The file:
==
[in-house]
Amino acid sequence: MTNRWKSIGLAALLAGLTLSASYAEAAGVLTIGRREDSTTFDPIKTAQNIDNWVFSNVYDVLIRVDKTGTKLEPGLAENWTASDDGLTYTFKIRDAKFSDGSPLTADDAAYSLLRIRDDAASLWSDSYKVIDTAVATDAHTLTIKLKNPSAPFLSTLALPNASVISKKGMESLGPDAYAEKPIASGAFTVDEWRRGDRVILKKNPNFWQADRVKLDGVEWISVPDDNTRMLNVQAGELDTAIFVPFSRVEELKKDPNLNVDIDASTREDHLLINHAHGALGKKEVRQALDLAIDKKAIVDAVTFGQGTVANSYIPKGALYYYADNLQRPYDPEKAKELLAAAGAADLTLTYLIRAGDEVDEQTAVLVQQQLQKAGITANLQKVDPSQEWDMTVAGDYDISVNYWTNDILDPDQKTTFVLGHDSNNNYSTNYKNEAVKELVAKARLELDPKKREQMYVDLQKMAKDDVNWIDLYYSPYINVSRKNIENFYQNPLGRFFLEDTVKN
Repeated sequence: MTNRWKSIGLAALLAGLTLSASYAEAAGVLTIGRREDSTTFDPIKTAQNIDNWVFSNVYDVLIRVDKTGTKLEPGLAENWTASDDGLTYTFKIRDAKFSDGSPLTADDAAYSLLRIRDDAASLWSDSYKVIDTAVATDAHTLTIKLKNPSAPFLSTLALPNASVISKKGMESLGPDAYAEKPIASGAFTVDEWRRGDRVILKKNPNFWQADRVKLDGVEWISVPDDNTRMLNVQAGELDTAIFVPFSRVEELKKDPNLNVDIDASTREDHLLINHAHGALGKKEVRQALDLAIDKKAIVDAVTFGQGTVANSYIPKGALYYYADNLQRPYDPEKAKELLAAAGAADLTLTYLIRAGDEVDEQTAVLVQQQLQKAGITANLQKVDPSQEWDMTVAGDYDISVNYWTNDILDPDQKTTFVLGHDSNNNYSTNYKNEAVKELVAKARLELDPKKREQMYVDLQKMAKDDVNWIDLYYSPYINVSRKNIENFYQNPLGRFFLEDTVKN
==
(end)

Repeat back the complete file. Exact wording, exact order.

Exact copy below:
[in-house]
Amino acid sequence: MTNRWKSIGLAALLAGLTLSASYAEAAGVLTIGRREDSTTFDPIKTAQNIDNWVFSNVYDVLIRVDKTGTKLEPGLAENWTASDDGLTYTFKIRDAKFSDGSPLTADDAAYSLLRIRDDAASLWSDSYKVIDTAVATDAHTLTIKLKNPSAPFLSTLALPNASVISKKGMESLGPDAYAEKPIASGAFTVDEWRRGDRVILKKNPNFWQADRVKLDGVEWISVPDDNTRMLNVQAGELDTAIFVPFSRVEELKKDPNLNVDIDASTREDHLLINHAHGALGKKEVRQALDLAIDKKAIVDAVTFGQGTVANSYIPKGALYYYADNLQRPYDPEKAKELLAAAGAADLTLTYLIRAGDEVDEQTAVLVQQQLQKAGITANLQKVDPSQEWDMTVAGDYDISVNYWTNDILDPDQKTTFVLGHDSNNNYSTNYKNEAVKELVAKARLELDPKKREQMYVDLQKMAKDDVNWIDLYYSPYINVSRKNIENFYQNPLGRFFLEDTVKN
Repeated sequence: MTNRWKSIGLAALLAGLTLSASYAEAAGVLTIGRREDSTTFDPIKTAQNIDNWVFSNVYDVLIRVDKTGTKLEPGLAENWTASDDGLTYTFKIRDAKFSDGSPLTADDAAYSLLRIRDDAASLWSDSYKVIDTAVATDAHTLTIKLKNPSAPFLSTLALPNASVISKKGMESLGPDAYAEKPIASGAFTVDEWRRGDRVILKKNPNFWQADRVKLDGVEWISVPDDNTRMLNVQAGELDTAIFVPFSRVEELKKDPNLNVDIDASTREDHLLINHAHGALGKKEVRQALDLAIDKKAIVDAVTFGQGTVANSYIPKGALYYYADNLQRPYDPEKAKELLAAAGAADLTLTYLIRAGDEVDEQTAVLVQQQLQKAGITANLQKVDPSQEWDMTVAGDYDISVNYWTNDILDPDQKTTFVLGHDSNNNYSTNYKNEAVKELVAKARLELDPKKREQMYVDLQKMAKDDVNWIDLYYSPYINVSRKNIENFYQNPLGRFFLEDTVKN